Implicit in the formation of an innovation team composed of members belonging to different parts of an organization is a belief that this team can only be successful if it includes people with diverse professional expertise and experience. In recent years, this concept of diversity was augmented by a growing body of evidence showing that socially diverse groups (that is, those with a diversity of race, ethnicity, gender, and sexual orientation) are more innovative than socially homogeneous groups.
Research shows that socially diverse groups are better at solving complex problems not only because people with different backgrounds bring new information, but also because the mere presence of individuals with alternative viewpoints forces group members to work harder to get their own points across.
This is good news for HR managers in charge of innovation teams: in our rapidly globalizing workforce environment, finding people with diverse professional, personal, and social attributes is much easier than chasing rare individuals with nebulous qualities such as ‘leapfrogging mindset.’
It’s all about process
There is the third approach to the formation of innovation teams. This approach emphasizes not the team composition or individual skills of its members, but the way the team operates. The logic behind this approach was eloquently articulated in a 2015 article about Google. The article argues that the composition of a team matters much less for its success than how the team members interact, structure their work, and view their contribution. The article listed five key factors that set apart successful Google teams:
- Psychological safety: team members taking risks without feeling insecure or embarrassed.
- Dependability: team members counting on each other to do high-quality work.
- Structure & clarity: the availability of clear goals, roles, and execution plans for each team member.
- Meaning of work: team members working on something that is personally important for them.
- Impact of work: team members believing that their work matters.
Characteristically, it is the first factor, psychological safety, which was by far the most important of the five. The safer team members felt with one another, the more likely they were to admit mistakes, work together, and take on new roles. All this obviously positively affected pretty much every aspect of their work.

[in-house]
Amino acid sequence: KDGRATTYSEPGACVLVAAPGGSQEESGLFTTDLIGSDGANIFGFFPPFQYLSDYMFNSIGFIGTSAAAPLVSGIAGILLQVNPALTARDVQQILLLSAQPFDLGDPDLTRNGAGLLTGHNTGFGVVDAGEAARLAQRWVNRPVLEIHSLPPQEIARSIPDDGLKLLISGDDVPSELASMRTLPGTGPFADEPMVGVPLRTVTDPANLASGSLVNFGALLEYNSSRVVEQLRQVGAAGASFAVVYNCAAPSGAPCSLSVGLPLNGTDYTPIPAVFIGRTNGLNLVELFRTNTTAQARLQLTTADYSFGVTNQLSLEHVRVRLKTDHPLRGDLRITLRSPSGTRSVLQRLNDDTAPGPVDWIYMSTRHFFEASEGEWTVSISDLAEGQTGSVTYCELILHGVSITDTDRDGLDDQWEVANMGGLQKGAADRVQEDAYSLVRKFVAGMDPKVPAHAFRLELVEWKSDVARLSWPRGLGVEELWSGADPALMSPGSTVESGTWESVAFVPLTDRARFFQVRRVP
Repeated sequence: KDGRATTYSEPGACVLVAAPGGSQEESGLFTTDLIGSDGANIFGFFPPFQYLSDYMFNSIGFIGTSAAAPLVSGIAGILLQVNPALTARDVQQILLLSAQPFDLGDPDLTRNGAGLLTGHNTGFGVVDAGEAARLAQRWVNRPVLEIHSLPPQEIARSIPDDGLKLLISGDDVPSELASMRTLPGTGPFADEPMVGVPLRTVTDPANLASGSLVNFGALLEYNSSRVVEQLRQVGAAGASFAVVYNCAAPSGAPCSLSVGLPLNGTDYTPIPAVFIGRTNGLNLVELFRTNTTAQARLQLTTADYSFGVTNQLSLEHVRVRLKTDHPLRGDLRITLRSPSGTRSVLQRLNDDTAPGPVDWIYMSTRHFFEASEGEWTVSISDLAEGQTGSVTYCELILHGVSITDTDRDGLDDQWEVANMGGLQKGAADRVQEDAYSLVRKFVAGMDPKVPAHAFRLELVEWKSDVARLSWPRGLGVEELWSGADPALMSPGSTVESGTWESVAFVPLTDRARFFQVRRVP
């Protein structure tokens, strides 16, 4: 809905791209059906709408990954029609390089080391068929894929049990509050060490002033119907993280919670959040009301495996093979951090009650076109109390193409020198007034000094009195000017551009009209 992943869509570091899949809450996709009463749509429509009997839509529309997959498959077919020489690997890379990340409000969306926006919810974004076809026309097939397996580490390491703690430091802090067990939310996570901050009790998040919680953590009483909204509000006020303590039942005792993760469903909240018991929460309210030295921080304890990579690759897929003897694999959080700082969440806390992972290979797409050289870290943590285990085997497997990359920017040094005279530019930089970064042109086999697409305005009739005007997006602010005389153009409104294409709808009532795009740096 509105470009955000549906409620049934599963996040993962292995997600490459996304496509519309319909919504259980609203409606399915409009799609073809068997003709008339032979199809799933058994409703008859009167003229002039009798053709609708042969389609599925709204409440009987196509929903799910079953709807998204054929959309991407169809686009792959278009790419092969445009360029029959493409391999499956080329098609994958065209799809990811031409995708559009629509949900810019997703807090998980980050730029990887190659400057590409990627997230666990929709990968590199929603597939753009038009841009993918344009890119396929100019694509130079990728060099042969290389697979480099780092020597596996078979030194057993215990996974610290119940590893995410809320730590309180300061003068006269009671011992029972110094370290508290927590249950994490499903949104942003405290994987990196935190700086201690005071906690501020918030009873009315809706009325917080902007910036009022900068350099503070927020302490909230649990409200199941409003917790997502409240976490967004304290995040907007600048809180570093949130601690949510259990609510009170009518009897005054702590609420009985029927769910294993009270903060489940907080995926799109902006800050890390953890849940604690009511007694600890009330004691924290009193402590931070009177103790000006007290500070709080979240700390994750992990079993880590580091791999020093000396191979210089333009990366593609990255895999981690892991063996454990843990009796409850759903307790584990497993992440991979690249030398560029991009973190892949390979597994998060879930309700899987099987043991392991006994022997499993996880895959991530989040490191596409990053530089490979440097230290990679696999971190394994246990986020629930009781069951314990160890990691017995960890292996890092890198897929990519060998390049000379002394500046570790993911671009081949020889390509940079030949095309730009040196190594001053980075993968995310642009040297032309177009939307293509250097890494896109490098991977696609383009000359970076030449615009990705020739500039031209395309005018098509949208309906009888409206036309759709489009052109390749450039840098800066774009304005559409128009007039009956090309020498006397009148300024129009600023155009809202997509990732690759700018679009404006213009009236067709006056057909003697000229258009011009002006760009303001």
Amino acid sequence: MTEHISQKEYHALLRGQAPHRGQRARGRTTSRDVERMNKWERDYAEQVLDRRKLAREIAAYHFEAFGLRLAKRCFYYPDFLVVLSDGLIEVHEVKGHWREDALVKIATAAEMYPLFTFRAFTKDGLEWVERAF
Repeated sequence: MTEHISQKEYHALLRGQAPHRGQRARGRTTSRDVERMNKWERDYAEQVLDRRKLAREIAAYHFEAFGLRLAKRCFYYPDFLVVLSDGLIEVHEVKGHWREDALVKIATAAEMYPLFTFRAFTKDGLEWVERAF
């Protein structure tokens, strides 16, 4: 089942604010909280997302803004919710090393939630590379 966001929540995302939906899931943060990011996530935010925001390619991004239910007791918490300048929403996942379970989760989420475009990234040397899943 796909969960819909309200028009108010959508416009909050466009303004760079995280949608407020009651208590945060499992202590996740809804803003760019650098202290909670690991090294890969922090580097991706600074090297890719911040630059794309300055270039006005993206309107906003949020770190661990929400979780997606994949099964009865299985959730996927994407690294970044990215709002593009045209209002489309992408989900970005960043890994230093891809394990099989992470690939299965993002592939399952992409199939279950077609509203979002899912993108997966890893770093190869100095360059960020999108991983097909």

The power of this specific example in large part derives from the fact that it comes from Google, arguably one of the world’s most innovative companies, because the very notion that innovation requires taking risks without fear of negative career repercussions is hardly new. We all used to hearing calls to ‘fail fast and fail often’ (or even to ‘celebrate failure’) as a surrogate invitation to innovate.
Unfortunately, while voiceful in promoting risk-taking, relentless experimentation, and learning from mistakes (all being parts of the elusive ‘culture of innovation’), companies fail to introduce specific corporate policies that would encourage and reward such a behavior of their employees.
What can be done?
Previously, I proposed two such specific and actionable corporate policies.
- First, I proposed placing employees involved in strategic innovation projects on fixed-term (tenure-like) employment contracts, as opposed to employment-at-will. This proposal is based on a 2001 study showing that labor laws making it more difficult to fire employees increase their participation in corporate innovation activities.
- Second, I proposed making stock option grants, as opposed to cash bonuses and other monetary rewards, the principal incentive for engaging employees in innovation projects. This proposal is based on a 2015 finding that companies offering stock options to non-executive employees were more innovative and that the positive effect of stock options on innovation was more pronounced for longer-term grants.
In other words, even before starting to form individual innovation teams, provide all employees with incentives to engage in innovation activities along with immunity for failed innovation projects. Who knows, you may immediately discover that the number of innovative people in your organization is larger than you expected.
Image credit: Leon on Unsplash